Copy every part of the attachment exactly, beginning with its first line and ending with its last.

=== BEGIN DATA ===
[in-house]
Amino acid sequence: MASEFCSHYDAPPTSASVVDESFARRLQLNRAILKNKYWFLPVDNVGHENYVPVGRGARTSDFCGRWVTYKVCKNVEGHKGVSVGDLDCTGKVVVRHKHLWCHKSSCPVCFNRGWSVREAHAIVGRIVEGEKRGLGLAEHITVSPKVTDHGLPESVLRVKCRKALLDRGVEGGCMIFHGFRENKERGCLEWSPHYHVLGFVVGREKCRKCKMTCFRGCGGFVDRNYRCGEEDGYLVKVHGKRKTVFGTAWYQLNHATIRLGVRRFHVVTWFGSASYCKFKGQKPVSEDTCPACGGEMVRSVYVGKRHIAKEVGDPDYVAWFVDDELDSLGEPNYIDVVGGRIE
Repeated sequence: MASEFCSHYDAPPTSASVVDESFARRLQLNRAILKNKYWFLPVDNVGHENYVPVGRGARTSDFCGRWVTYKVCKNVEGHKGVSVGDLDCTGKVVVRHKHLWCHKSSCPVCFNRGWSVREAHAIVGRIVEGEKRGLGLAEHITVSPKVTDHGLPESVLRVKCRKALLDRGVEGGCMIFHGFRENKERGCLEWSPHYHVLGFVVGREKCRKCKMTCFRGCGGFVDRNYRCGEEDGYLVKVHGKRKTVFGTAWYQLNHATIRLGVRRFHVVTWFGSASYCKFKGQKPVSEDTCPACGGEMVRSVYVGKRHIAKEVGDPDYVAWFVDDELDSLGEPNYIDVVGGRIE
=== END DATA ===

[in-house]
Amino acid sequence: MASEFCSHYDAPPTSASVVDESFARRLQLNRAILKNKYWFLPVDNVGHENYVPVGRGARTSDFCGRWVTYKVCKNVEGHKGVSVGDLDCTGKVVVRHKHLWCHKSSCPVCFNRGWSVREAHAIVGRIVEGEKRGLGLAEHITVSPKVTDHGLPESVLRVKCRKALLDRGVEGGCMIFHGFRENKERGCLEWSPHYHVLGFVVGREKCRKCKMTCFRGCGGFVDRNYRCGEEDGYLVKVHGKRKTVFGTAWYQLNHATIRLGVRRFHVVTWFGSASYCKFKGQKPVSEDTCPACGGEMVRSVYVGKRHIAKEVGDPDYVAWFVDDELDSLGEPNYIDVVGGRIE
Repeated sequence: MASEFCSHYDAPPTSASVVDESFARRLQLNRAILKNKYWFLPVDNVGHENYVPVGRGARTSDFCGRWVTYKVCKNVEGHKGVSVGDLDCTGKVVVRHKHLWCHKSSCPVCFNRGWSVREAHAIVGRIVEGEKRGLGLAEHITVSPKVTDHGLPESVLRVKCRKALLDRGVEGGCMIFHGFRENKERGCLEWSPHYHVLGFVVGREKCRKCKMTCFRGCGGFVDRNYRCGEEDGYLVKVHGKRKTVFGTAWYQLNHATIRLGVRRFHVVTWFGSASYCKFKGQKPVSEDTCPACGGEMVRSVYVGKRHIAKEVGDPDYVAWFVDDELDSLGEPNYIDVVGGRIE